Will you take a COVID-19 vaccine? New study shows growing number of people willing to get it

Will you take a COVID-19 vaccine? New study shows growing number of people willing to get it

ATLANTA — Are you going to take the COVID-19 vaccine once it becomes widely available? A new study suggests there is a growing number of people who say yes.

However, the study showed that Black Americans are still more reluctant to take a vaccine.

Channel 2′s Audrey Washington spoke with a health care worker who is set to get the newly approved Pfizer vaccine in the next few days.

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“Working in the emergency room, I can absolutely tell people that this virus can be devastating to individuals and families,” said Jed Tiller, who is a registered nurse.

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Tiller has taken care of COVID-19 patients over the last several months and has seen what the virus can do firsthand.

“These people were sick. They could not breathe, and they were alone,” Tiller said.

He told Washington that he took a survey at the hospital where he works and signed up to take the COVID-19 vaccine.

“With being nine months into this and having a vaccine to help us get out of this, I’m excited. I mean, apprehensive because it’s brand new. But I mean, I signed up for it, and I’ll absolutely take it,” Tiller said.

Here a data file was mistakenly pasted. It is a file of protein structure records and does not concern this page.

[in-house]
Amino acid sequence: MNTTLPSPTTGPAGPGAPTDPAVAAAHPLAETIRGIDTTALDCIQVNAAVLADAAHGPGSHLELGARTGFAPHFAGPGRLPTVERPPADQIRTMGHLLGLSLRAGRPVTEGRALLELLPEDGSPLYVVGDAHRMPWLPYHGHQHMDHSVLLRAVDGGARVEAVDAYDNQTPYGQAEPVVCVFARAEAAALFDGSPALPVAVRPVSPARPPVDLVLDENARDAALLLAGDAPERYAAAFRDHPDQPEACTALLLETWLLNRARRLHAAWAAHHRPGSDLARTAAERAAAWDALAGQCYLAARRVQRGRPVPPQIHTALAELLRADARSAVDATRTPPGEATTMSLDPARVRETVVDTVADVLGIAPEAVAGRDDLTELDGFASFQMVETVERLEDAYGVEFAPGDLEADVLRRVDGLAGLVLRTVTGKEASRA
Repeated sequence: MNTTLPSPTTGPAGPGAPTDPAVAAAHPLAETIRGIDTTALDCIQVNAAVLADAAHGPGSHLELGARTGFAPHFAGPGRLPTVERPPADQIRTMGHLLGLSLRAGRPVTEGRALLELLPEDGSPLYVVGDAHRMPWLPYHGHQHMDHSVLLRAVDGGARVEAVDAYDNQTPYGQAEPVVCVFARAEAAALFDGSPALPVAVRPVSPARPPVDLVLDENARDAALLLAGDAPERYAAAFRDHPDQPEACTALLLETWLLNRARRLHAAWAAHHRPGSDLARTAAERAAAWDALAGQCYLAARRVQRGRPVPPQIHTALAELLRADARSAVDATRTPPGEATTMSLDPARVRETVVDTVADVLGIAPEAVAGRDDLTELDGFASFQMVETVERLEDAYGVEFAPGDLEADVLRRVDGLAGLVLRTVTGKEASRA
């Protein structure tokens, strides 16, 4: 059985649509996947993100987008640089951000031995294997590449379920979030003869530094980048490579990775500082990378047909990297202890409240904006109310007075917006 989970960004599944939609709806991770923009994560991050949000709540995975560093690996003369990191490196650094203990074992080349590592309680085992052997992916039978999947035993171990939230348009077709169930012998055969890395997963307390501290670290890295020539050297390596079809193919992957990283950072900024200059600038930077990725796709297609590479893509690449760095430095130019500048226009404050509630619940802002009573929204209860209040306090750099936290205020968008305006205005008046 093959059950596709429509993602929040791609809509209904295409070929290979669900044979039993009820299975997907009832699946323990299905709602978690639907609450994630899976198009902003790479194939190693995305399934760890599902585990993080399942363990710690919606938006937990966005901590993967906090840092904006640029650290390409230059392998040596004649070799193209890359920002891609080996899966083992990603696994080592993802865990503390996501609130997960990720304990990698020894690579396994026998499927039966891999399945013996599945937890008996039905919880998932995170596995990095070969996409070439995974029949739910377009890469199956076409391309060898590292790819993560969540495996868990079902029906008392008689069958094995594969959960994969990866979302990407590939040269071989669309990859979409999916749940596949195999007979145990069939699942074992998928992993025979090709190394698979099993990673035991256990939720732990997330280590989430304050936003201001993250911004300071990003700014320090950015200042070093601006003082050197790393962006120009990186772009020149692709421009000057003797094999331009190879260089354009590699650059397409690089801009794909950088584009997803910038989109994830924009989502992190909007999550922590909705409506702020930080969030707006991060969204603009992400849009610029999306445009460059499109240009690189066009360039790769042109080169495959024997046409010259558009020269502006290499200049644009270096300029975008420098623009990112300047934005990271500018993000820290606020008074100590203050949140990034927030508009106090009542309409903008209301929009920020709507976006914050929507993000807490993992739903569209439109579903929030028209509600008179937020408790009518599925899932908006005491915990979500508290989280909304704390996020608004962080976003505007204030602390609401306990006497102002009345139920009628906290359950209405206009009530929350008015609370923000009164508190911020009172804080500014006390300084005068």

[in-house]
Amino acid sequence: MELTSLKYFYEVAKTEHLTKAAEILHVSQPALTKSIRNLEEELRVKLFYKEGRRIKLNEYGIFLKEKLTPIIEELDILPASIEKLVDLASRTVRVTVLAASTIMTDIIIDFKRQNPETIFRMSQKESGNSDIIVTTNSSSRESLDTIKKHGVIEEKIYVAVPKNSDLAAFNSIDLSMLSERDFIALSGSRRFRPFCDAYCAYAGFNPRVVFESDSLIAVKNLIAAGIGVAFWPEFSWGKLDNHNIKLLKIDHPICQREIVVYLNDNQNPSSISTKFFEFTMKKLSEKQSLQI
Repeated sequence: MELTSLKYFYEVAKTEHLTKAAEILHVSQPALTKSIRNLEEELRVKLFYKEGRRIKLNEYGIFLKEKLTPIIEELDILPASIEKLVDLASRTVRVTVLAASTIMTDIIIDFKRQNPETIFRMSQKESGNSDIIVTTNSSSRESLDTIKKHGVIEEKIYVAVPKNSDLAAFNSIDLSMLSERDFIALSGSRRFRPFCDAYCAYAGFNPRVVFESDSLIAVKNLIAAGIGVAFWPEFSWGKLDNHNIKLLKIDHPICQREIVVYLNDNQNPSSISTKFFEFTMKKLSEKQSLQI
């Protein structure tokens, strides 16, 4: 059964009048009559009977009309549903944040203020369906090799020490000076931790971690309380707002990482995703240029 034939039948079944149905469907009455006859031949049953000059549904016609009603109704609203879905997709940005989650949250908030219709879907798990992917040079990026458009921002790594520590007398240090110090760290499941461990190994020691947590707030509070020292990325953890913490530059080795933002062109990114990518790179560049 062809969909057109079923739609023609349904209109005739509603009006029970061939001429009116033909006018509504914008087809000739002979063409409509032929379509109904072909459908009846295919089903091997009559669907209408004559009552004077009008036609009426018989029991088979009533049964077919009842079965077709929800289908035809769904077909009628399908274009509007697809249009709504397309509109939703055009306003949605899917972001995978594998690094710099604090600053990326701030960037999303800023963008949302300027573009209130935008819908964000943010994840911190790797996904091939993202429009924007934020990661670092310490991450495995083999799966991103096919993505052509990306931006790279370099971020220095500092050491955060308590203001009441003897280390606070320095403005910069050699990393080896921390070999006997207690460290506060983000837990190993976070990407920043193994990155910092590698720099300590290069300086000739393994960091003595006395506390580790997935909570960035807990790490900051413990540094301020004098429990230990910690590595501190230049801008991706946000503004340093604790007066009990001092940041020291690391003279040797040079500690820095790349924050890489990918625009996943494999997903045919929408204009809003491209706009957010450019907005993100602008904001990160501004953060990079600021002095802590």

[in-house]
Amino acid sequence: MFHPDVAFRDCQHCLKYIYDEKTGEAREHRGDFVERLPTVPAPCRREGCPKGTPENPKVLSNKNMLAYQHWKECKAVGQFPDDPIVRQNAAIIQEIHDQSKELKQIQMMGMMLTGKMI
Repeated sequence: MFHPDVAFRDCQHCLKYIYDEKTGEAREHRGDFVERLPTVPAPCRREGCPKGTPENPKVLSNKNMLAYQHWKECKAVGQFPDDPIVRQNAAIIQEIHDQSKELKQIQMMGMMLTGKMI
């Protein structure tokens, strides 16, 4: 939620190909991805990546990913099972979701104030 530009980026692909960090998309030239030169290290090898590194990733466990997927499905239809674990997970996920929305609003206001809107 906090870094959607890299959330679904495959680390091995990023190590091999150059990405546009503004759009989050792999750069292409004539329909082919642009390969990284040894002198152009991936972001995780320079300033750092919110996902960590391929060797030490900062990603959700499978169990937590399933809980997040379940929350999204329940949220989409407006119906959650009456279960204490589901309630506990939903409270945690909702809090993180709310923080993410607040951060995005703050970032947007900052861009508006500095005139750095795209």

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According to a new Kaiser Family Foundation study, about 71% of Americans now said they will definitely or probably get a COVID-19 vaccine. That number increased from 63% in September.

“We’re building trust in people wanting to take the vaccine,” said Dr. Chirag Patel, with Wellstar Health System.

Washington asked Patel what he thought the reason was behind the sudden increase of people willing to take the vaccine.

“I think people are going to take the vaccine at a higher clip because people are seeing that it’s safe,” Patel said.

Still, the study found that Black Americans, people living in rural areas and Republicans are less likely or hesitant about getting the vaccine.

Patel said people should trust the science.

“The test and trials are pretty robust. We know that there are some mild symptoms after the first dose of the Pfizer vaccine,” Patel said.

“We have Dr. Fauci and other health officials who are willing to take it and who believe in science, and this is the start of trying to get out of this pandemic. So I would encourage those people to not to disregard their apprehension but to trust the science and to know that this is the start of getting out of this,” Tiller said.

The study found that there is more public trust in the vaccine as more information about it gets released daily.

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